The awesome thing about bitterballen is their versatility. They can be as simple or complex as you endeavor to make them and you can even give them their own personalities depending on the fillings and the condiments you serve them with. They are far from healthy, but perfect for those rare occasions when you just must get your Freaky-Deaky-Dutch on.

I'm happy to say that these yummy little suckers turned out great with relatively little effort. Much heartier than your average pub fare or (I'm guessing) the frozen ones, seriously delicious. So good, in fact, that I served them up with a couple of Dutch beers for aperitivi one night.

It felt a bit blasphemous, but damn they were tasty.

Classic Dutch Bitterballen
Makes 30-36 groovy little flavor bombs

This recipe is adapted from a few that I've found from various sources. The gooey deliciousness inside is a roux that I'd say is akin to sausage gravy (except I opt for veal over pork), but they can easily be "vegetized" with potatoes, portabella mushrooms or cheese.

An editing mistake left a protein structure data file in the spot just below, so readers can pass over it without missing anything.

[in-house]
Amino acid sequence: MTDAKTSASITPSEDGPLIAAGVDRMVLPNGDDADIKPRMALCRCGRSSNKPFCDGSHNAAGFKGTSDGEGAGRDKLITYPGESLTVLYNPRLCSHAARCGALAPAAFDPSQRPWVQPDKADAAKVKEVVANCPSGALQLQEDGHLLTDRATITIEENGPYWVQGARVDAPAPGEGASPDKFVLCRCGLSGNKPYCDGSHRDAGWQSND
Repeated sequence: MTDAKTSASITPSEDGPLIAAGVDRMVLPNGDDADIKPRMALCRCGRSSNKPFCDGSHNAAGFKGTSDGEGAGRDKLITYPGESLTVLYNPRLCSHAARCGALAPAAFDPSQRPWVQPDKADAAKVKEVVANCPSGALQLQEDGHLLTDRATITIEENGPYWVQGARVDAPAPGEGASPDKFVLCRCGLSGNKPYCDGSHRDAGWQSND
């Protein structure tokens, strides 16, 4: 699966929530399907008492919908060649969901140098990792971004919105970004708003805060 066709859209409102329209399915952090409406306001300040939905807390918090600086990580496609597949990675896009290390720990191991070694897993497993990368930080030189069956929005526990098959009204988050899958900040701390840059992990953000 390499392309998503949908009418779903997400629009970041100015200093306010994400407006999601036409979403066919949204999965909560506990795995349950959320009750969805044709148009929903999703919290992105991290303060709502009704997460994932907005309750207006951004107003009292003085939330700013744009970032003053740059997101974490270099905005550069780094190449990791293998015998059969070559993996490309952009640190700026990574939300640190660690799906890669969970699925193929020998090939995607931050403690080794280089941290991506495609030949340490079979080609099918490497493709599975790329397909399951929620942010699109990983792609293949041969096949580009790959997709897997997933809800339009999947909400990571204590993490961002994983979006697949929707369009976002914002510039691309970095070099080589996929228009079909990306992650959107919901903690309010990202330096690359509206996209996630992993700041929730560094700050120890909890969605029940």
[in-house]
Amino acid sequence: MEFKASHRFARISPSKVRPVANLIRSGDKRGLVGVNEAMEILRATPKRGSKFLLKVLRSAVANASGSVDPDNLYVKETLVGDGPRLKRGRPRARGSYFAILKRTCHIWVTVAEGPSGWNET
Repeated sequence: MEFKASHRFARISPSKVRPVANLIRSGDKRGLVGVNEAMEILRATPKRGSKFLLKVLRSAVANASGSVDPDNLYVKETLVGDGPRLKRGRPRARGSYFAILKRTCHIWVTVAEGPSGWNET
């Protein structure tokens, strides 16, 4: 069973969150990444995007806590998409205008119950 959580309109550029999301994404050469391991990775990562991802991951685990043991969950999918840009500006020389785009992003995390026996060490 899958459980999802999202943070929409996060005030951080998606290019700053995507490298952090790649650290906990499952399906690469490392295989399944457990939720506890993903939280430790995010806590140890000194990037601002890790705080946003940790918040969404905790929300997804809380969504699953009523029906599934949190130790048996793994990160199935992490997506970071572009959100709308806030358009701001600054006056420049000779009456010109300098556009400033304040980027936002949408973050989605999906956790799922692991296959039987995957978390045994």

The traditional accompaniment is a basic yellow mustard, but feel free to mix it up with your own personal flavor by serving them with other dips, chutneys, or even barbeque sauces. I opted to try a pureed version of this persimmon relish and it was quite good.

Ok, here we go...

4 tablespoons butter
1/2 lb ground beef or veal (I used 1/4 pound of each)
1/4 cup carrot, finely diced
1/2 cup onion, finely chopped
2 garlic cloves, crushed or pressed
salt and freshly ground black pepper, to taste
A grating of fresh nutmeg
1 tablespoon fresh lemon juice
2 tablespoons flat parsley, finely chopped
5 tablespoons flour
1 cup beef broth or milk
1 egg, beaten with 1 tsp. water
1/2 cup dry bread crumbs
Oil for deep frying